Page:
Queenstown law firm’s shock loss

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A Queenstown law practice is the loser from a verdict believed to be a legal first. 

Preston Russell Law is to pay $105,000 after a judgment in the High Court, Auckland, earlier this month. 

Justice Paul Heath ruled the law firm, acting for former Arrowtown couple Angela and Scott Peters, fluffed a complicated Auckland house purchase in May 2009. 

When the Peters subsequently split two years later, they went to court to sort out whether $800,000 of finance from Angela’s parents’ family trust was a relationship debt or a gift. 

The case was settled out of court last December, with Scott conced-ing it was a relationship debt. Scott and his parents, trustees of their son’s trust, then turned their sights on Preston Russell. 

The Peters’ lawyer argued that if the Queenstown firm had complied with its duty of care, no dispute between the estranged couple would have arisen and legal costs wouldn’t have been incurred. 

The case was an exception to the rule legal costs can’t be recovered as damages, Justice Heath decided. 

Awarding Scott and his parents $55,000 for “wasted legal costs”, Justice Heath said Preston Russell should have clarified financing arrangements with them before settling the property purchase.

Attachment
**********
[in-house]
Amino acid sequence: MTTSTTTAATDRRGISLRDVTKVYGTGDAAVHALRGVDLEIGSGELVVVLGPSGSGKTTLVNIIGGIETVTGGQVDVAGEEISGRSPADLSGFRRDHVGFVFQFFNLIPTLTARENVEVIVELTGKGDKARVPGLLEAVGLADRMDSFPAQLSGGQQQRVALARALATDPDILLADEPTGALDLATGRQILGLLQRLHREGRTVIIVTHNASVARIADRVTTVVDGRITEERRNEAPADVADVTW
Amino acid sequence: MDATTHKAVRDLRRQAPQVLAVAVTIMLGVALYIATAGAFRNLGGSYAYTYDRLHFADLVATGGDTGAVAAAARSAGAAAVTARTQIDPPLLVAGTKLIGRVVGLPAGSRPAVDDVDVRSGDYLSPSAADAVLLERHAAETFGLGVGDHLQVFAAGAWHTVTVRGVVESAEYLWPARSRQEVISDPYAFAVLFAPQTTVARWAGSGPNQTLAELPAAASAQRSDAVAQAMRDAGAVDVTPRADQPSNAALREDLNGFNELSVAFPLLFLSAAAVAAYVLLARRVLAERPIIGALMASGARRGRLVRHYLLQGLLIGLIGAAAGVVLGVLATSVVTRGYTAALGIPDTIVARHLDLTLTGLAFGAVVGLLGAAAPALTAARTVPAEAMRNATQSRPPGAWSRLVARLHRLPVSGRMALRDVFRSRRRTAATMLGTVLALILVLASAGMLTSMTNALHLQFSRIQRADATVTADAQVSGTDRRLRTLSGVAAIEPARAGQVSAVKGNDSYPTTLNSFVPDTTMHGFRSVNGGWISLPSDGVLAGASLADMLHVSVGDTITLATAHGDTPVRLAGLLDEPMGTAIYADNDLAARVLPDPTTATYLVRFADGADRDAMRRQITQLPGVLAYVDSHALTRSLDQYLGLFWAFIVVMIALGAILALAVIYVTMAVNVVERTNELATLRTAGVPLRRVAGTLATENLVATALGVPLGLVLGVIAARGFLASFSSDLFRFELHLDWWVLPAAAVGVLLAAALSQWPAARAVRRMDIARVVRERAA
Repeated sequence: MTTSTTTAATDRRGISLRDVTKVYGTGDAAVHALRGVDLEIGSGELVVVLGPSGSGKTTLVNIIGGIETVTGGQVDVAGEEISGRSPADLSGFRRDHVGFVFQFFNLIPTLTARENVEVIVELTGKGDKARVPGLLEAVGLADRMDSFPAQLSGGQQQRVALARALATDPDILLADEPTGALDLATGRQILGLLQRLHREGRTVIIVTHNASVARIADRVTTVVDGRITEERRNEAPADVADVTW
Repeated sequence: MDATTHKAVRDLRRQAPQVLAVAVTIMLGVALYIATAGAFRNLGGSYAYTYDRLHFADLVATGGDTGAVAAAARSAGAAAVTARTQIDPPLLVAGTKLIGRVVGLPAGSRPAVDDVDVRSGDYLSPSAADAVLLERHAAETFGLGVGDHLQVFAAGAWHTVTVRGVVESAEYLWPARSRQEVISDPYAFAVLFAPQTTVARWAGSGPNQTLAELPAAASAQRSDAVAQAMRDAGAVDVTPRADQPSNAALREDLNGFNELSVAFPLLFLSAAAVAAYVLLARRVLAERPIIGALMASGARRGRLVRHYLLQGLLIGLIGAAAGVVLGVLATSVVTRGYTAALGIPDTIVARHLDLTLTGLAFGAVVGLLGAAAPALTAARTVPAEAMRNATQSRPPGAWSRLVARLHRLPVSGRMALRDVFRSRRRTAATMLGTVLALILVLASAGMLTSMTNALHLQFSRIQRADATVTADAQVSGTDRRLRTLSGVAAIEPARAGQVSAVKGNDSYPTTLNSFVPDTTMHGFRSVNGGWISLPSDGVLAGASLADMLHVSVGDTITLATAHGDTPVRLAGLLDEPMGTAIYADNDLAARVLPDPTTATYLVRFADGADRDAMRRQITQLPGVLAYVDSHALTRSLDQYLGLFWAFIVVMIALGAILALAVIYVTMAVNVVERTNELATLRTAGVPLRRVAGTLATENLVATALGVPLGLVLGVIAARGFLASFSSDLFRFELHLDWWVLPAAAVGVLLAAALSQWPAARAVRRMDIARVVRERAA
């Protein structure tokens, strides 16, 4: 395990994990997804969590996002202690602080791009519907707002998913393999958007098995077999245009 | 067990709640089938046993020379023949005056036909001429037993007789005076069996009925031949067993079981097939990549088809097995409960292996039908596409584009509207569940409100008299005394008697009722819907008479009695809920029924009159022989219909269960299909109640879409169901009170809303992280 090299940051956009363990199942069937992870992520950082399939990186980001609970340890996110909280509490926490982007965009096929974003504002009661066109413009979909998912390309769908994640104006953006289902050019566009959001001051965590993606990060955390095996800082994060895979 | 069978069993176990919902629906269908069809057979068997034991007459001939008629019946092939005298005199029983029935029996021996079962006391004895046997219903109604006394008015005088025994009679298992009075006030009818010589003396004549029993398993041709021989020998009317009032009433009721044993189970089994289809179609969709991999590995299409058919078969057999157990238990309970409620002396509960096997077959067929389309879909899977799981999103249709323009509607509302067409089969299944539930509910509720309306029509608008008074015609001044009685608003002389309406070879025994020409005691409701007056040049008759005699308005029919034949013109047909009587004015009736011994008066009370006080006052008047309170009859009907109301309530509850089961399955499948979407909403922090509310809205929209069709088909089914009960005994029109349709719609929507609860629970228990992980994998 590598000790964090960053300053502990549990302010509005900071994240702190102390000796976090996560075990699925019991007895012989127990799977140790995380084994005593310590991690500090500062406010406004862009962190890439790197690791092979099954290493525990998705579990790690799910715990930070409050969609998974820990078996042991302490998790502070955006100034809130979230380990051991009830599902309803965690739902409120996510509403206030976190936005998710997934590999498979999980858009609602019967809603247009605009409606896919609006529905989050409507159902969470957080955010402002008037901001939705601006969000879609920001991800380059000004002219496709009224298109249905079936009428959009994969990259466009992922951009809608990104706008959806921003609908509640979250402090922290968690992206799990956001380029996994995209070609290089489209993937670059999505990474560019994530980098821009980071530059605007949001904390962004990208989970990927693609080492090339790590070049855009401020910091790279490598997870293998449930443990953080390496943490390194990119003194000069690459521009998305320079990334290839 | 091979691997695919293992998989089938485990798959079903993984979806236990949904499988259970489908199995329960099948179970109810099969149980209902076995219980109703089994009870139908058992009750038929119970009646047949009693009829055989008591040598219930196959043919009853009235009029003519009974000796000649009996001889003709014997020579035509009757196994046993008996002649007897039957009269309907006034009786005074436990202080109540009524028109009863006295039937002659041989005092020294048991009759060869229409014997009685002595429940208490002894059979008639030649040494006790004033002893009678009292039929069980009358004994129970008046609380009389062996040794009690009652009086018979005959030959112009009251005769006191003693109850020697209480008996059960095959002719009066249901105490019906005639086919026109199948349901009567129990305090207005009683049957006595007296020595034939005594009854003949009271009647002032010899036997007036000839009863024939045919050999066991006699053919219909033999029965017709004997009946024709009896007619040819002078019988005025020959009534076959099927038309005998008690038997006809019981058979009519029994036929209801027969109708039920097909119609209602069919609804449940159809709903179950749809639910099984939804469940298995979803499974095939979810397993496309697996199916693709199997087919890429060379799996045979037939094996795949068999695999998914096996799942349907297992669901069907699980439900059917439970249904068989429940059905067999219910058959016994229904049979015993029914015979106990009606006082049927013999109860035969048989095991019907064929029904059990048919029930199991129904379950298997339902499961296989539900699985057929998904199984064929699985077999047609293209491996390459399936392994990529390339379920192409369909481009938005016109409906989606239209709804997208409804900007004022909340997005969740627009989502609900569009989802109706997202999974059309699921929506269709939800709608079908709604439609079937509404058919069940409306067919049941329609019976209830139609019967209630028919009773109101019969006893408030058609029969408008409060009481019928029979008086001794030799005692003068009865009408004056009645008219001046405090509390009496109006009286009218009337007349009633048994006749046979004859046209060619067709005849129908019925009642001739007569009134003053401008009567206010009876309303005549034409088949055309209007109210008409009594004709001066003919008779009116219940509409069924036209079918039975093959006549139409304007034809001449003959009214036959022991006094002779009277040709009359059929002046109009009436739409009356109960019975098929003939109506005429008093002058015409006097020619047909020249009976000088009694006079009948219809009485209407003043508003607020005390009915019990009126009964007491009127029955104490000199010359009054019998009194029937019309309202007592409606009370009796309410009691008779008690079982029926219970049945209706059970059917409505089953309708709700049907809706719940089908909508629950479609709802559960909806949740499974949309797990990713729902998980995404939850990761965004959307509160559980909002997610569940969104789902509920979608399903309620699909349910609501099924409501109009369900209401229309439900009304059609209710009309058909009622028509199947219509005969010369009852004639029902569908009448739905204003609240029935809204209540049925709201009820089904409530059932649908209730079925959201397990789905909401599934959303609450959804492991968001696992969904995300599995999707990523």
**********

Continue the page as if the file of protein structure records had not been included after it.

The Peters should also have been told to get independent legal advice, he said. 

Preston Russell was also ordered to pay Scott’s parents $50,000 for negligence causing “anxiety and stress” because they became personally liable for the $800,000 and had to sell their home. 

Preston Russell partner Russell Mawhinney, a Queenstown district councillor, was the firm’s only witness – he and legal assistant Cassie Brunt handled the house purchase. 

Mawhinney refused comment, referring Mountain Scene to Preston Russell managing partner Warwick Cambridge. 

Cambridge says: “Preston Russell is disappointed with this judgment but after carefully working through the issues along with our insurers and their advisors, we’ve decided not to appeal.” 

Cambridge says his firm is “treating this issue, as we would treat any complaint, extremely seriously”, adding that policies and procedures are being reviewed. 

Justice Heath’s award for wasted legal costs will set lawyers’ tongues wagging – NBR Online reports the Peters’ lawyer claiming it’s unprecedented. 

Preston Russell’s decision not to appeal also means the ground-breaking verdict will stand as a precedent to be cited in future court cases.